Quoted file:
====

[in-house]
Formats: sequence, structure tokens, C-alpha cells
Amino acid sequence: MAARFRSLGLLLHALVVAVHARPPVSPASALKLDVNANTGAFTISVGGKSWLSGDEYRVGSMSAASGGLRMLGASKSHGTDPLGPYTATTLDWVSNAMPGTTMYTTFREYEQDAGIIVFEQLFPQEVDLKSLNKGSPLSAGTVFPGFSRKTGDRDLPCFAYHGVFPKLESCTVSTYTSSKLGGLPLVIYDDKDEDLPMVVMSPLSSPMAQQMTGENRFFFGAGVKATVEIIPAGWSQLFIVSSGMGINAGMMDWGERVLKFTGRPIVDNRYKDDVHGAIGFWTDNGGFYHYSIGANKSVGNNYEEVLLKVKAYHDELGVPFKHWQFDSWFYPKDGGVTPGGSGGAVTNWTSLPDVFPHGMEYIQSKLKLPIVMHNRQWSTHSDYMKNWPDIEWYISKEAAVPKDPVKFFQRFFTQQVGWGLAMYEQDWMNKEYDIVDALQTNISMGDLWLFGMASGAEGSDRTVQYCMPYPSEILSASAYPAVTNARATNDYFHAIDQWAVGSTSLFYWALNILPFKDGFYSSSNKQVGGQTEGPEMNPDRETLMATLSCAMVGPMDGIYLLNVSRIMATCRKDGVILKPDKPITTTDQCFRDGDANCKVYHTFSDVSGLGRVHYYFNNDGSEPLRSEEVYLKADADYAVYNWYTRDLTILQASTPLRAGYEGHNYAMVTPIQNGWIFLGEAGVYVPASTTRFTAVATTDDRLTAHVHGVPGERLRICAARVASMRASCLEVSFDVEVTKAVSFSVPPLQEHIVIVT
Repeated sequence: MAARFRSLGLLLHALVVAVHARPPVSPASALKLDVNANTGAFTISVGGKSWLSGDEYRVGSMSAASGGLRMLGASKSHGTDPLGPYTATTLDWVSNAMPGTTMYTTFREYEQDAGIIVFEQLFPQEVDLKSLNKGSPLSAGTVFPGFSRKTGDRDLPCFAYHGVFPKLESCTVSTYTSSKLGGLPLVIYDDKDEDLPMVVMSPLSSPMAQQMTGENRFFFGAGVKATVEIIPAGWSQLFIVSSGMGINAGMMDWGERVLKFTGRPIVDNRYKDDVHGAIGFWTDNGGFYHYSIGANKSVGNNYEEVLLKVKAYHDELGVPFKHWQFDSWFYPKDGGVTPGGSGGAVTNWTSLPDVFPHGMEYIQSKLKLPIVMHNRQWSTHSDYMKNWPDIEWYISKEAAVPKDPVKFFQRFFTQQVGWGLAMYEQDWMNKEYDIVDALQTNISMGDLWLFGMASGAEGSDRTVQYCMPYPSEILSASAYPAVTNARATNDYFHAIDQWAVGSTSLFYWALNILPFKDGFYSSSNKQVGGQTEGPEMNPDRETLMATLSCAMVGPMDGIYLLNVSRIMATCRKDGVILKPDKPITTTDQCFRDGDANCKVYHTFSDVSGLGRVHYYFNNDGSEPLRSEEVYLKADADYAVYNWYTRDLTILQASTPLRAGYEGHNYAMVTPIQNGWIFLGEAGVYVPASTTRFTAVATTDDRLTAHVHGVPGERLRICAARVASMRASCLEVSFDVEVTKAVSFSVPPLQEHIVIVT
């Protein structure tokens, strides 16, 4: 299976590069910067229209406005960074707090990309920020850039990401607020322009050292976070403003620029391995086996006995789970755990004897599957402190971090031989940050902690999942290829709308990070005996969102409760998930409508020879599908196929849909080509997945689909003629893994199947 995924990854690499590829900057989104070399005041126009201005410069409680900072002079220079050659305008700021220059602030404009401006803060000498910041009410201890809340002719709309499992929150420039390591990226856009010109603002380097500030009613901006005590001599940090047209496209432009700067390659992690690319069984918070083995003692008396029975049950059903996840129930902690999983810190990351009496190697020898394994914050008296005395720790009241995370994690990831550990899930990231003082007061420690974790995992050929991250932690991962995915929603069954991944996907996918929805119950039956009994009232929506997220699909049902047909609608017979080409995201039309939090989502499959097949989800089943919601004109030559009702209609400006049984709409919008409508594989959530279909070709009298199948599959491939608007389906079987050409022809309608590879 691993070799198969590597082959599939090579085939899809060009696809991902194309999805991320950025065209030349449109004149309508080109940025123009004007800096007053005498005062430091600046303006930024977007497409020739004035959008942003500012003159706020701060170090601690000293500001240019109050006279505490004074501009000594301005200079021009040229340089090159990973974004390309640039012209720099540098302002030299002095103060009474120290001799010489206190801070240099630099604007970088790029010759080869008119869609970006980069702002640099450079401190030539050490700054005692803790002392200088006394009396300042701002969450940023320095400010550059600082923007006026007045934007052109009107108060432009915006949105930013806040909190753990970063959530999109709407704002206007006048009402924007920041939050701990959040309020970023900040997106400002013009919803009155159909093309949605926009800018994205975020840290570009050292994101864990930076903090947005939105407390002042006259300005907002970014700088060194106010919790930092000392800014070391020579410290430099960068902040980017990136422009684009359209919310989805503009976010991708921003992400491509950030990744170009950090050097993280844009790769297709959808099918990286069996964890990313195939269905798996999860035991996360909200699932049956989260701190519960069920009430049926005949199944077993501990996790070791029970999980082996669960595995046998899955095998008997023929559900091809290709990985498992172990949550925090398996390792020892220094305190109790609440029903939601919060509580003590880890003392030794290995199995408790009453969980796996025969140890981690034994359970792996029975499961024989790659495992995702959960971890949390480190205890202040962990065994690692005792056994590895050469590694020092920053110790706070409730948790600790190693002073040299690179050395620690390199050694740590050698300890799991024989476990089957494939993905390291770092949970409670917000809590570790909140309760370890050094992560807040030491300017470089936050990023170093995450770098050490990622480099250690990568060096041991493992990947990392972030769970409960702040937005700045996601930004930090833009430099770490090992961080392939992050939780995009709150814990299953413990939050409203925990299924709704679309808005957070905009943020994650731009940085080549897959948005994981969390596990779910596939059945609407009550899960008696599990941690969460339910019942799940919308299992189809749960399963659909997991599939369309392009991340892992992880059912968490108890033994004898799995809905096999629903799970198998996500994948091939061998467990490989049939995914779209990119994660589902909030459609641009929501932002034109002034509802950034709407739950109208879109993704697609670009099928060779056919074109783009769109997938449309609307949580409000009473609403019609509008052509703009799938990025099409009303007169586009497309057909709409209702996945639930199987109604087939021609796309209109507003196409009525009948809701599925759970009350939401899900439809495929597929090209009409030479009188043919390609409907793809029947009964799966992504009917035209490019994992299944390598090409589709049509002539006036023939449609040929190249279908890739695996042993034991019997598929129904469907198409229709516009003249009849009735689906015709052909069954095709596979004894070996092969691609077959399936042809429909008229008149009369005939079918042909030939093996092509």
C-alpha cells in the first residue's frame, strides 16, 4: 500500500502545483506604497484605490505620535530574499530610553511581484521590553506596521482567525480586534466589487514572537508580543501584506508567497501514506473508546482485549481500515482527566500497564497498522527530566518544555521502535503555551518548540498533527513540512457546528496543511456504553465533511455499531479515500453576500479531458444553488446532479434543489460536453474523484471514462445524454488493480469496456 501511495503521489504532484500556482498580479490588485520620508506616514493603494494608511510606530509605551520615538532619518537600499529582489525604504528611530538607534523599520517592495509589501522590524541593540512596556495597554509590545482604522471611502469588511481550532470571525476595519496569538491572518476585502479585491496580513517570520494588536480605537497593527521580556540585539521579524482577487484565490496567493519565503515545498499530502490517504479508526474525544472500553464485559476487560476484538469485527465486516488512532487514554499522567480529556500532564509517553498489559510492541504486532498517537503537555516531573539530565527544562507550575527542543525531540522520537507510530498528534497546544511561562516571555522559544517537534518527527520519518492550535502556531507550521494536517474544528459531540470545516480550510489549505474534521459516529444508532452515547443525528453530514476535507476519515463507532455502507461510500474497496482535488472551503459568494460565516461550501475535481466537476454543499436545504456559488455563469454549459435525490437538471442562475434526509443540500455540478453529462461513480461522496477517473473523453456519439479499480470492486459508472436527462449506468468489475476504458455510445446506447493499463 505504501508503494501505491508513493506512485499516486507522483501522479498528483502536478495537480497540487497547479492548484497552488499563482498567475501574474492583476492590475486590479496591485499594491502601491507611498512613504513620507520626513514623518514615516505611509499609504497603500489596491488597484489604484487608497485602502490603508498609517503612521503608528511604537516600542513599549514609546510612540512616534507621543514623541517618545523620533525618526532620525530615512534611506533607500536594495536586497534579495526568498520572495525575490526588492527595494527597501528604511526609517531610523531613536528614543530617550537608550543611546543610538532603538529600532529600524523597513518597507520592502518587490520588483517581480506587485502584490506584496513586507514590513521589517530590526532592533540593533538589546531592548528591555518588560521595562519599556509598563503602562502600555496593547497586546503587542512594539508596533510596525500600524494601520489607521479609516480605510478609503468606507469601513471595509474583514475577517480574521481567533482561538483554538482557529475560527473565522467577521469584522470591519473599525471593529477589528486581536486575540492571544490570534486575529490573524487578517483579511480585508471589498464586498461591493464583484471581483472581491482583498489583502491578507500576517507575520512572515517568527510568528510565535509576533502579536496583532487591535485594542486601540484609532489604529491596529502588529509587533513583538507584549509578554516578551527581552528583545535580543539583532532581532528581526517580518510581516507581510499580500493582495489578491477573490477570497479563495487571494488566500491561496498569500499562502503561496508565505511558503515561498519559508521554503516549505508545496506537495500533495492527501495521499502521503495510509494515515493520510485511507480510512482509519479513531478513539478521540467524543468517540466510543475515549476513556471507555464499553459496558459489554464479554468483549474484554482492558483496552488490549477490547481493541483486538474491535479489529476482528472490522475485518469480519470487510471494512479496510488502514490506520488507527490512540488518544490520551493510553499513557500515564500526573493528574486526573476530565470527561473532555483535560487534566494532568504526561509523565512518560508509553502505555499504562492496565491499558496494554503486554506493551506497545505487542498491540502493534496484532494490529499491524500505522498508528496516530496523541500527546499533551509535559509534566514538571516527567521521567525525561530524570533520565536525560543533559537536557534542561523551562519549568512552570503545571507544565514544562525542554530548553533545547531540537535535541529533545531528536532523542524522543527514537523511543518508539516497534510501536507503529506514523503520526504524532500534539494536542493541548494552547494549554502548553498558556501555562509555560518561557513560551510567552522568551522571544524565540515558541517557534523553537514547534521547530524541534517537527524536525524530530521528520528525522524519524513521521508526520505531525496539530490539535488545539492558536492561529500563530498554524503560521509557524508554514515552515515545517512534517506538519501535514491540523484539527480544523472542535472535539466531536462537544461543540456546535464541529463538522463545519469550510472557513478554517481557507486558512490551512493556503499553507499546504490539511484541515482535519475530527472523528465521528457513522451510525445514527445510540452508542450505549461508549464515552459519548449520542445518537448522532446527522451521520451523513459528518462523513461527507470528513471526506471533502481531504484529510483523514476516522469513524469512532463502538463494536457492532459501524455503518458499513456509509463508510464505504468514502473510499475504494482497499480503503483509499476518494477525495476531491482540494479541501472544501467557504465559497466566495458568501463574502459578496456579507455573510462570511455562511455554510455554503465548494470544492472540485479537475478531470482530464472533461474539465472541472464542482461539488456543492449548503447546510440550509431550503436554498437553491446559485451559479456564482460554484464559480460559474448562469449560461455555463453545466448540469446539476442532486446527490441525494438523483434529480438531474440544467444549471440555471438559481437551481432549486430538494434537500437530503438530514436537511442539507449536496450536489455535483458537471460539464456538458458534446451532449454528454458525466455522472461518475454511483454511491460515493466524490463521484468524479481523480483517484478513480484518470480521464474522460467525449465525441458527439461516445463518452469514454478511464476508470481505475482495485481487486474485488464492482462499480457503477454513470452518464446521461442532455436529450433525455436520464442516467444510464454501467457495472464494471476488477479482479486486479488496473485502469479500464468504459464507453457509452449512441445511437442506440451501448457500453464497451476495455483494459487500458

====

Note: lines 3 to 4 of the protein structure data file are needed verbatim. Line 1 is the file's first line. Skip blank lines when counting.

Amino acid sequence: MAARFRSLGLLLHALVVAVHARPPVSPASALKLDVNANTGAFTISVGGKSWLSGDEYRVGSMSAASGGLRMLGASKSHGTDPLGPYTATTLDWVSNAMPGTTMYTTFREYEQDAGIIVFEQLFPQEVDLKSLNKGSPLSAGTVFPGFSRKTGDRDLPCFAYHGVFPKLESCTVSTYTSSKLGGLPLVIYDDKDEDLPMVVMSPLSSPMAQQMTGENRFFFGAGVKATVEIIPAGWSQLFIVSSGMGINAGMMDWGERVLKFTGRPIVDNRYKDDVHGAIGFWTDNGGFYHYSIGANKSVGNNYEEVLLKVKAYHDELGVPFKHWQFDSWFYPKDGGVTPGGSGGAVTNWTSLPDVFPHGMEYIQSKLKLPIVMHNRQWSTHSDYMKNWPDIEWYISKEAAVPKDPVKFFQRFFTQQVGWGLAMYEQDWMNKEYDIVDALQTNISMGDLWLFGMASGAEGSDRTVQYCMPYPSEILSASAYPAVTNARATNDYFHAIDQWAVGSTSLFYWALNILPFKDGFYSSSNKQVGGQTEGPEMNPDRETLMATLSCAMVGPMDGIYLLNVSRIMATCRKDGVILKPDKPITTTDQCFRDGDANCKVYHTFSDVSGLGRVHYYFNNDGSEPLRSEEVYLKADADYAVYNWYTRDLTILQASTPLRAGYEGHNYAMVTPIQNGWIFLGEAGVYVPASTTRFTAVATTDDRLTAHVHGVPGERLRICAARVASMRASCLEVSFDVEVTKAVSFSVPPLQEHIVIVT
Repeated sequence: MAARFRSLGLLLHALVVAVHARPPVSPASALKLDVNANTGAFTISVGGKSWLSGDEYRVGSMSAASGGLRMLGASKSHGTDPLGPYTATTLDWVSNAMPGTTMYTTFREYEQDAGIIVFEQLFPQEVDLKSLNKGSPLSAGTVFPGFSRKTGDRDLPCFAYHGVFPKLESCTVSTYTSSKLGGLPLVIYDDKDEDLPMVVMSPLSSPMAQQMTGENRFFFGAGVKATVEIIPAGWSQLFIVSSGMGINAGMMDWGERVLKFTGRPIVDNRYKDDVHGAIGFWTDNGGFYHYSIGANKSVGNNYEEVLLKVKAYHDELGVPFKHWQFDSWFYPKDGGVTPGGSGGAVTNWTSLPDVFPHGMEYIQSKLKLPIVMHNRQWSTHSDYMKNWPDIEWYISKEAAVPKDPVKFFQRFFTQQVGWGLAMYEQDWMNKEYDIVDALQTNISMGDLWLFGMASGAEGSDRTVQYCMPYPSEILSASAYPAVTNARATNDYFHAIDQWAVGSTSLFYWALNILPFKDGFYSSSNKQVGGQTEGPEMNPDRETLMATLSCAMVGPMDGIYLLNVSRIMATCRKDGVILKPDKPITTTDQCFRDGDANCKVYHTFSDVSGLGRVHYYFNNDGSEPLRSEEVYLKADADYAVYNWYTRDLTILQASTPLRAGYEGHNYAMVTPIQNGWIFLGEAGVYVPASTTRFTAVATTDDRLTAHVHGVPGERLRICAARVASMRASCLEVSFDVEVTKAVSFSVPPLQEHIVIVT